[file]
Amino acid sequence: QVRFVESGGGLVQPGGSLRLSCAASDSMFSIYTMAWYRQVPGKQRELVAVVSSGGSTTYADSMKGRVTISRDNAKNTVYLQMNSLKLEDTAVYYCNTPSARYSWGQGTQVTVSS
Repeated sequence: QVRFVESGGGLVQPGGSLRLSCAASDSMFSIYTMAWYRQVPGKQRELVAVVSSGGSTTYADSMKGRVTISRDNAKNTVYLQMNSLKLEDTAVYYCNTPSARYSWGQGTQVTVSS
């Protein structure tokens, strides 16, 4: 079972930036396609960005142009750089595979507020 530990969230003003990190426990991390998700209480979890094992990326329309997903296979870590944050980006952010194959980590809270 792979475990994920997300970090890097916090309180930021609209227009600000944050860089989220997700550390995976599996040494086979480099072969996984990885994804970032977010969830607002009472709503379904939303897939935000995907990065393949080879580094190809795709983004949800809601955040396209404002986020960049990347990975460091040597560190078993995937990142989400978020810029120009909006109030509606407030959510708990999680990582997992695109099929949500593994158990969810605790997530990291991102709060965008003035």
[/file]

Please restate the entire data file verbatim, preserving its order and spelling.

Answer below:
Amino acid sequence: QVRFVESGGGLVQPGGSLRLSCAASDSMFSIYTMAWYRQVPGKQRELVAVVSSGGSTTYADSMKGRVTISRDNAKNTVYLQMNSLKLEDTAVYYCNTPSARYSWGQGTQVTVSS
Repeated sequence: QVRFVESGGGLVQPGGSLRLSCAASDSMFSIYTMAWYRQVPGKQRELVAVVSSGGSTTYADSMKGRVTISRDNAKNTVYLQMNSLKLEDTAVYYCNTPSARYSWGQGTQVTVSS
């Protein structure tokens, strides 16, 4: 079972930036396609960005142009750089595979507020 530990969230003003990190426990991390998700209480979890094992990326329309997903296979870590944050980006952010194959980590809270 792979475990994920997300970090890097916090309180930021609209227009600000944050860089989220997700550390995976599996040494086979480099072969996984990885994804970032977010969830607002009472709503379904939303897939935000995907990065393949080879580094190809795709983004949800809601955040396209404002986020960049990347990975460091040597560190078993995937990142989400978020810029120009909006109030509606407030959510708990999680990582997992695109099929949500593994158990969810605790997530990291991102709060965008003035």